A review of “Dotty the Dragon”, a production by the UK-based Blunderbus Theatre Company.
“Come to the Village,” said the man. “It’s a charming little place where everyone lives a comfortable life and the children are happy everyday.” A little frown escapes his otherwise cheerful face. “Now, don’t you worry about the Dragon in the castle over yonder. We’ve got a Night Watchman who guards the Village and keeps it safe.”
With that kind invitation, we are drawn into a charming Village; one whose inhabitants are happy every day (apart from the usual neighbourly grouses). And although there are rumours of a great green creature which casts its shadow when it flies over the skies, no one has actually seen it face to face.
That’s where Little Dotty comes in. Barely 10 days old, Dotty yearns to make her maiden flight down to the little village below her castle. She can see the children playing happily every day, and she desires to join them. And so she does; despite the gruff resistance from her father, a strict old creature simple known as Mr Dragon.
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Dotty the Dragon is a charming little tale, and its story plays itself out naturally, winning the hearts of its audience both young and old. The key story themes of independence versus over-protectiveness, fear versus acceptance, and loneliness versus friendship, draws a healthy tension as the story pans out.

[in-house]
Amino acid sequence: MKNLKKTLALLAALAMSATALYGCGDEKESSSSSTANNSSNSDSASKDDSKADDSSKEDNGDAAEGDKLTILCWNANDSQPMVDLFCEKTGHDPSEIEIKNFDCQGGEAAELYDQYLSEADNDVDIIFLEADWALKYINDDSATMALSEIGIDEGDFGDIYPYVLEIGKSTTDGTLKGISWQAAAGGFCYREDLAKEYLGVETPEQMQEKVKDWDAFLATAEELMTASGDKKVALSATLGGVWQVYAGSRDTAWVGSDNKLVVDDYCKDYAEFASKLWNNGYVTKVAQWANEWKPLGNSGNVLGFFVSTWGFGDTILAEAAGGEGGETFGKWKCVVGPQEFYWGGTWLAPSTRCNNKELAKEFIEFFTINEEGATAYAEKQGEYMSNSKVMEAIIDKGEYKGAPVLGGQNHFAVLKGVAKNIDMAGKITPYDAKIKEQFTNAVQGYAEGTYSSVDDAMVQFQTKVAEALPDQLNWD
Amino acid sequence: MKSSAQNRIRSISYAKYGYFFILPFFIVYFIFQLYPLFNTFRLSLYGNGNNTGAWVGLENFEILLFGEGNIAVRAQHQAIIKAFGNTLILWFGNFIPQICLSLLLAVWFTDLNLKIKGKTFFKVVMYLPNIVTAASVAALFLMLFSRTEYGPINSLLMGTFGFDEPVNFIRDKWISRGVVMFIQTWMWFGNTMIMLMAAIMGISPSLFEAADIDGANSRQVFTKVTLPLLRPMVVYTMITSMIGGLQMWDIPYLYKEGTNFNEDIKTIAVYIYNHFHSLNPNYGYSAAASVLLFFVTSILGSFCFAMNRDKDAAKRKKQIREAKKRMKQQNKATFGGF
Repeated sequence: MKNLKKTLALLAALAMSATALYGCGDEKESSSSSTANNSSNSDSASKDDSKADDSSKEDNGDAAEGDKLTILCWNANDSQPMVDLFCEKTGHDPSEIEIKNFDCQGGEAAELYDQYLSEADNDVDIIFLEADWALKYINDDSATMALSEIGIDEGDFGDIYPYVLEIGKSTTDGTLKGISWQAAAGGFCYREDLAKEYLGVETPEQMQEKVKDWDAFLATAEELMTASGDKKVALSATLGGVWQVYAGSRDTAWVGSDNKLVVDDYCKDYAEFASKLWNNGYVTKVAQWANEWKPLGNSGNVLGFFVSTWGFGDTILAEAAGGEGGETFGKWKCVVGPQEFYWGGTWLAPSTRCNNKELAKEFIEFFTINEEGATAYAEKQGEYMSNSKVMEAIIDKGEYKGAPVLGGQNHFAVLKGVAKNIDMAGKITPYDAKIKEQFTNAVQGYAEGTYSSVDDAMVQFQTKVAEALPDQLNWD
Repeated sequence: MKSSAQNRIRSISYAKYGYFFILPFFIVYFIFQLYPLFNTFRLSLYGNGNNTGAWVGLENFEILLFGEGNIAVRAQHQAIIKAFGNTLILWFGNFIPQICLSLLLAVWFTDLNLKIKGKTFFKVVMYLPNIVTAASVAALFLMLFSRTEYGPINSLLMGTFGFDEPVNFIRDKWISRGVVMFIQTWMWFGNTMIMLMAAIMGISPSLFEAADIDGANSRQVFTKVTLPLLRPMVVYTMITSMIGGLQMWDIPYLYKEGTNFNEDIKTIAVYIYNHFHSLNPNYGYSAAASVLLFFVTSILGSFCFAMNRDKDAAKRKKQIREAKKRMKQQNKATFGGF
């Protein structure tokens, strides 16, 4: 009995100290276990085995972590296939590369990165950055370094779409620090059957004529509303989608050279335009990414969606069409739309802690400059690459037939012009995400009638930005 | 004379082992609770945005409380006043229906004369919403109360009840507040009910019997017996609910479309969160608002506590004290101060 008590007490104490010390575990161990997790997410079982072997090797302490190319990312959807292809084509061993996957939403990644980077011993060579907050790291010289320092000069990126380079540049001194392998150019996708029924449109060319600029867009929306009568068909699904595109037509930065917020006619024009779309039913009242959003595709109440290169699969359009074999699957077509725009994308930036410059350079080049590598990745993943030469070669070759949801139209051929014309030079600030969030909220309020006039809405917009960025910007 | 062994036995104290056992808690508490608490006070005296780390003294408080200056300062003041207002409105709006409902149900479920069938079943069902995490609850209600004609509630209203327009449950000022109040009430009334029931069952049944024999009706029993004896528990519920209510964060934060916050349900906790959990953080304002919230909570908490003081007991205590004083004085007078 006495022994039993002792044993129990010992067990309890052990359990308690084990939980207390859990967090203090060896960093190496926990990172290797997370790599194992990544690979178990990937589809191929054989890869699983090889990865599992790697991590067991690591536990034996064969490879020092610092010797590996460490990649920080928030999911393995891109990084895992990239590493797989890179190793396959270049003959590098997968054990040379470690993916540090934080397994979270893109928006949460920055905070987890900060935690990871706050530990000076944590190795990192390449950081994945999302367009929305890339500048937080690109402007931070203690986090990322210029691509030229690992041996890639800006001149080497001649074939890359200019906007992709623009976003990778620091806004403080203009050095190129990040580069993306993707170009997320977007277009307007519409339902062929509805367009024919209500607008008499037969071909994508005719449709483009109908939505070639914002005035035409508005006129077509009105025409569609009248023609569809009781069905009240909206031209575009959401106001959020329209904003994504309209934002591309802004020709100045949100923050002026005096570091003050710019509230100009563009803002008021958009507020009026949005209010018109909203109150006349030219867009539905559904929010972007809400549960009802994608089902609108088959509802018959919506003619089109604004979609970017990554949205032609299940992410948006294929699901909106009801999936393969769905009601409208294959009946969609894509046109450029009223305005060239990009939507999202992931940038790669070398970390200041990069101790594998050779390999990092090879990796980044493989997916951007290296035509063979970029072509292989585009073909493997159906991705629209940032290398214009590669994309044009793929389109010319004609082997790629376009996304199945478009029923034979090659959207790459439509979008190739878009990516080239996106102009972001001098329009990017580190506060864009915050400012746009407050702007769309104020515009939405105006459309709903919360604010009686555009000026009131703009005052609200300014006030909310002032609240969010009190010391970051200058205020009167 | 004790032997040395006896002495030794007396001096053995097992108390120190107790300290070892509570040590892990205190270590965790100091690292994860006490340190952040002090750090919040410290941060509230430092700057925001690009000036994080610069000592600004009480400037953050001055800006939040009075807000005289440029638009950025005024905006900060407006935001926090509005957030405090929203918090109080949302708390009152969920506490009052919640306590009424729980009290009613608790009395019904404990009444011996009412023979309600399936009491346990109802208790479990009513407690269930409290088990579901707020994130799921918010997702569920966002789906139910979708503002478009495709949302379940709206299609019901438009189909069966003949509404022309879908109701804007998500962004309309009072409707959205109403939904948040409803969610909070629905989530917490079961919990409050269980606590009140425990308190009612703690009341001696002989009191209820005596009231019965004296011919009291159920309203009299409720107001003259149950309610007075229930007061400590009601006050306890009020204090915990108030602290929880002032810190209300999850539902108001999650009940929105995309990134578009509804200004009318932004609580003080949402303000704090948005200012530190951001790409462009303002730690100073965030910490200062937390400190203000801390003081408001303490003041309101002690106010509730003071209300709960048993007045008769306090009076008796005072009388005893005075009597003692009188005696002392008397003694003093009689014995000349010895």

The three-men cast is spectacular as they weave the story together, in the manner of good old-fashioned storytellers. And the light touches of British humour make for an enjoyable outing at the theatre.
What was extraordinary about Dotty the Dragon was the intricate sets, pieced together painstakingly and convincingly, to create a lovely village scenescape; almost like parts of a jigsaw puzzle. Then there are the dazzling costumes and puppets, which complete the imagery of a simple village teeming with people, each larger than life.
It is also magical to watch the seamless interplay of puppetry and costume. Dotty, for instance, is first seen in a delightful dragon costume. She then transforms into a puppet when she flies down from her castle, only to change back again to her original form when she reaches the village.
The strength of the production is in the way the cast relates to the audience. There is strong audience interaction at the start, where the actors learn the names of the children and use these names as part of the story.
There are also times when members of the audience are dragged up on stage. I, for instance, was cajoled to play the part of an imaginary dragon, flying through the village with a loud roar, much to his own enjoyment and (hopefully) also for the entertainment of the rest of the audience.
Dotty the Dragon is part of the ACE! Festival 2014, and runs from now to 8 June. It is recommend for children aged 3 to 12. Get your tickets from SISTIC now!